Pre-Market Trading and IPO Pricing

Jay R. Ritter is Joe B. Cordell Eminent Scholar at the University of Florida. This post is based on a recent article by Professor Ritter; Chun Chang, Executive Dean and Professor of Finance at Shanghai Advanced Institute of Finance, Shanghai Jiao Tong University; Yao-Min Chiang, Professor of Finance at National Taiwan University; and Yiming Qian, Associate Professor of Finance at the University of Iowa.

The underpricing of initial public offerings (IPOs), with stocks going public having an offer price that is on average below the market price once the stock starts trading, is a worldwide phenomenon. Explanations for the positive first day returns, which average 10-30% in most countries, largely fall into two categories: 1) compensating investors for the uncertainties, including adverse selection risk, associated with buying newly issued stock of unknown value, and 2) agency problems between issuers and underwriters that result in excessive underpricing.

It is frequently the case that there is a lot of uncertainty about the valuation of a stock before it starts trading. In some cases, there is limited trading before a firm’s IPO, in which case valuation uncertainty is reduced. An example is Facebook’s 2012 IPO, for which there had been trading on SharesPost and SecondMarket. By studying the only mandatory pre-IPO market in the world—Taiwan’s Emerging Stock Market (ESM), we document that pre-market prices are very informative about post-market prices and that the informativeness increases with a stock’s liquidity. Since 2005, Taiwan has required firms going public to trade on the ESM for at least six months before the IPO. The ESM price-earnings ratio shortly before the initial public offering explains about 90% of the variation in the price-earnings ratio using the offer price. However, the average IPO underpricing level remained high during 2005-2011, at 55%, suggesting that agency problems between underwriters and issuers can lead to excessive underpricing even when there is little valuation uncertainty.

There are several features to Taiwan’s IPO market that differ from that of the U.S., aside from the mandatory pre-market trading. First, the direct underwriter fees are low, on average less than 2%, whereas U.S. IPOs with proceeds of $25-125 million almost always pay underwriters exactly 7% of the proceeds. Second, in Taiwan underwriters earn small fees from prospective individual investors, which gives them an incentive to underprice the IPO and attract many potential investors. During 2005-2011 individual investors oversubscribed the median IPO by a factor of 6000%. Third, most of the offerings in Taiwan are much smaller than those in the U.S., with the mean and median proceeds both being only one-tenth as big.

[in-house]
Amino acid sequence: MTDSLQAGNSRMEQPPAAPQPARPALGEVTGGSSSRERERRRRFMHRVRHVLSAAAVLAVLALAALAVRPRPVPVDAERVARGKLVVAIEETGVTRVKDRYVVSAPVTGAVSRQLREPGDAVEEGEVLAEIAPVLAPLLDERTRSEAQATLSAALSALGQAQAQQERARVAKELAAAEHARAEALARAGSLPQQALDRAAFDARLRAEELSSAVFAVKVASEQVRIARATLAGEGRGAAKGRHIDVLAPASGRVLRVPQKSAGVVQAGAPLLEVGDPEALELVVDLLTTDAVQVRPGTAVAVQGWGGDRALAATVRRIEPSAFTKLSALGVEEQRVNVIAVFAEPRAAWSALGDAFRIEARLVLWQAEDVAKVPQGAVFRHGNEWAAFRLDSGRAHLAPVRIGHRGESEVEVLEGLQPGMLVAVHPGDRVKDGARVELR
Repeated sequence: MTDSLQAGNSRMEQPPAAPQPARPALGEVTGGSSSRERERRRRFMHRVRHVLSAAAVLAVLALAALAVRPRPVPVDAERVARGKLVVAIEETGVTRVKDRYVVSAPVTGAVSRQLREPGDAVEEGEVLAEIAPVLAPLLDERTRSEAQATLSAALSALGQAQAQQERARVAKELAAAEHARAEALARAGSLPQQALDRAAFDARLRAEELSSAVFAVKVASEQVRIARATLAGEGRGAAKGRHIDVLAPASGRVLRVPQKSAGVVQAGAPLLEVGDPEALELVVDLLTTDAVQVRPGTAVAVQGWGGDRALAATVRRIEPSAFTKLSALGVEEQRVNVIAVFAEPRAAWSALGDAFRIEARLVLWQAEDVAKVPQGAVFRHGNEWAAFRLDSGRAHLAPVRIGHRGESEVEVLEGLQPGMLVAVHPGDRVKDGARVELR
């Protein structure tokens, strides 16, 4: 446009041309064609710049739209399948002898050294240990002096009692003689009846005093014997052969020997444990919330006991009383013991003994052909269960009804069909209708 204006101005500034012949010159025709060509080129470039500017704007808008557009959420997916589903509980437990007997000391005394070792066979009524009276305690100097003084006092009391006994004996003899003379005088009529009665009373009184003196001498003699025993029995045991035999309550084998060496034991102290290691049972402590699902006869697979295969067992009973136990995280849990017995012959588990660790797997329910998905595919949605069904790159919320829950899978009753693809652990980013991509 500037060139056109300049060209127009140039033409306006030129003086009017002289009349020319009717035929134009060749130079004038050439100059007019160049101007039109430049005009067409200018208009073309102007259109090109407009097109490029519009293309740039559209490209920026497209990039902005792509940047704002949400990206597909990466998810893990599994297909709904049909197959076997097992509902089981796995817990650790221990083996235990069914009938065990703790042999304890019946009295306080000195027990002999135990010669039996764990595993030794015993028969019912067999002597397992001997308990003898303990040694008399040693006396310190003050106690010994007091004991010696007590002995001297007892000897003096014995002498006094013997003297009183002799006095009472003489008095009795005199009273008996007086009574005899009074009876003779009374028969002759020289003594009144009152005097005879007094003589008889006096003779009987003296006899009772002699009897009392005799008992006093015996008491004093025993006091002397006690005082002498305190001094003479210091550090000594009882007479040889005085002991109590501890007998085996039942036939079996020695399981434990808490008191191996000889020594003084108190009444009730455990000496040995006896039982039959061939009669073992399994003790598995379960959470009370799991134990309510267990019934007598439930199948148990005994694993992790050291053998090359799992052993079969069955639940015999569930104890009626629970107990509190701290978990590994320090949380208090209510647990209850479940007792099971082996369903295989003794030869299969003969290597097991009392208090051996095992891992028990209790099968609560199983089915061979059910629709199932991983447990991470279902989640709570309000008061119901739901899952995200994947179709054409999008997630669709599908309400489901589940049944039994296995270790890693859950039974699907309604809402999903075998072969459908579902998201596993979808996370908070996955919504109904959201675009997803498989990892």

In Taiwan, underwriters collect revenue from three sources when they take a company public. First, they collect direct fees from the company. Second, underwriters collect indirect payments from institutional investors, who are willing to overpay on commissions on other trades in return for receiving allocations of underpriced IPOs. Third, individual investors pay a small fee when they apply to buy an IPO, a source of revenue that is not present in the U.S. The first two sources of revenue are also present in the U.S. when issuers use bookbuilding, but only the first source of revenue is present when issuers use an auction. Our evidence suggests that underwriters deliberately underprice shares for their own benefit. In Taiwan, the revenue of investment banks from underwriting IPOs increases as underpricing increases. With bookbuilding, the procedure used in Taiwan, the U.S., and many other countries for selling IPO shares, underwriters have discretion regarding which institutional investors are allocated shares if an offering is oversubscribed. Consistent with the hypothesis that the underwriters allocate underpriced shares to their favored clients in exchange for brokerage business, we show that an underwriter’s brokerage revenue from other trades also increases with the money left on the table in the IPOs that it underwrites. In addition, the underpricing level increases with the lead underwriter’s incentive and bargaining power to underprice.

Most IPOs in Taiwan are from small companies that sell shares equal to only about 10% of their pre-IPO shares, whereas in the U.S. the companies are bigger and issuers offer shares equal to close to 50% of the pre-issue amount outstanding, on average. The small percentage issue size in Taiwan may partly be a response to the high level of underpricing.

Regulators viewed the average first-day return of 55% during 2005-2011 as excessive, and in 2011 imposed a requirement that the offer price cannot be less than 70% of the pre-market price. This regulation appears to have been binding for many IPOs, and the average underpricing has dropped to 27% since then.

The full article is available for download here.

Both comments and trackbacks are currently closed.